You’ve been verifying I-9’s since the Immigration Reform and Control Act became effective in 1986. Imagine your surprise to receive a letter from the Civil Rights Division of the U.S. Department of Justice notifying you that you are being investigated for document abuse discrimination in the employment eligibility verification process.
H&M International employee Ehnae Northington, the future plaintiff, was dating co-worker Terrell Maghett. Unfortunately, Maghett was already involved in a seven-year-long dating relationship with another female coworker, Shequita Sims. When Sims became suspicious that Maghett was involved with Northington, she made verbal and physical threats against Northington. Eventually, Sims physically assaulted Northington outside of work, and later pled guilty to battery.
For disabled employees, the Americans with Disabilities Act (ADA) requires employers to consider the possibility of a reasonable accommodation that would allow disabled employees to maintain their employment. To satisfy the ADA’s reasonable accommodation requirement, an interactive discussion of potential accommodations must occur before an employer makes any employment decision.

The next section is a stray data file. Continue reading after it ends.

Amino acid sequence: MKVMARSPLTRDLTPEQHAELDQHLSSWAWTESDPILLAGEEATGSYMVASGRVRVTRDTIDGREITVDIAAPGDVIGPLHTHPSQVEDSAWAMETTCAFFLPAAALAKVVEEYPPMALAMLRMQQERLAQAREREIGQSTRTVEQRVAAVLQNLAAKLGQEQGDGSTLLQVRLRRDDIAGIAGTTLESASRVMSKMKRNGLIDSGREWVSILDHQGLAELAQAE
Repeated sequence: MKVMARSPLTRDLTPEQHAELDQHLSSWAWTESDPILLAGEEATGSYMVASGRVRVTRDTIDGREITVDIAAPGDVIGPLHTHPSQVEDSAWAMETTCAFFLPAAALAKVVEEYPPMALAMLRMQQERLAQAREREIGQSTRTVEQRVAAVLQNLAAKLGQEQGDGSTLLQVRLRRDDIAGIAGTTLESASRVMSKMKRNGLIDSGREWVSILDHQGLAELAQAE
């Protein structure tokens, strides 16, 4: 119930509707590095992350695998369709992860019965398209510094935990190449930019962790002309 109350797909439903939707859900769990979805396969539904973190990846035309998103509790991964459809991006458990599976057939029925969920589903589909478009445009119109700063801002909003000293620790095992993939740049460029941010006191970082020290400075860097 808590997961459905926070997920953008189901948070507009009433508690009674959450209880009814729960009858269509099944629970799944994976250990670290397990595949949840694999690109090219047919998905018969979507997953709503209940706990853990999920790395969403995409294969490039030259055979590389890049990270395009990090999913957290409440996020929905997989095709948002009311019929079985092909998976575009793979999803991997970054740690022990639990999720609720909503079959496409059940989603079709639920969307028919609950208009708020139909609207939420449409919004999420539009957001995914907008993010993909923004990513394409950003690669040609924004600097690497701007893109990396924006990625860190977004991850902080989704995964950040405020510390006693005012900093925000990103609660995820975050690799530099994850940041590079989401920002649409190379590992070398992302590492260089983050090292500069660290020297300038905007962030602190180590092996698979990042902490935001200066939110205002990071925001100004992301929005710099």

A recent court decision provides a good illustration of the “moonlighting” phenomena and affirms the right of employers to discipline those employees who abuse the provision of leave under the FMLA.
In a January 23, 2013 decision, the U.S. District Court for the Northern District of Oklahoma continued a recent trend in Oklahoma cases enforcing arbitration clauses included in employment agreements or relationships.
Employers concerned with recent expansive rulings by the National Labor Relations Board got a significant measure of relief on January 25. The U.S. Court of Appeals for the District of Columbia ruled that three so-called recess appointments of NRLB members by President Barack Obama were invalid and the NLRB lacked a quorum of the five-member board.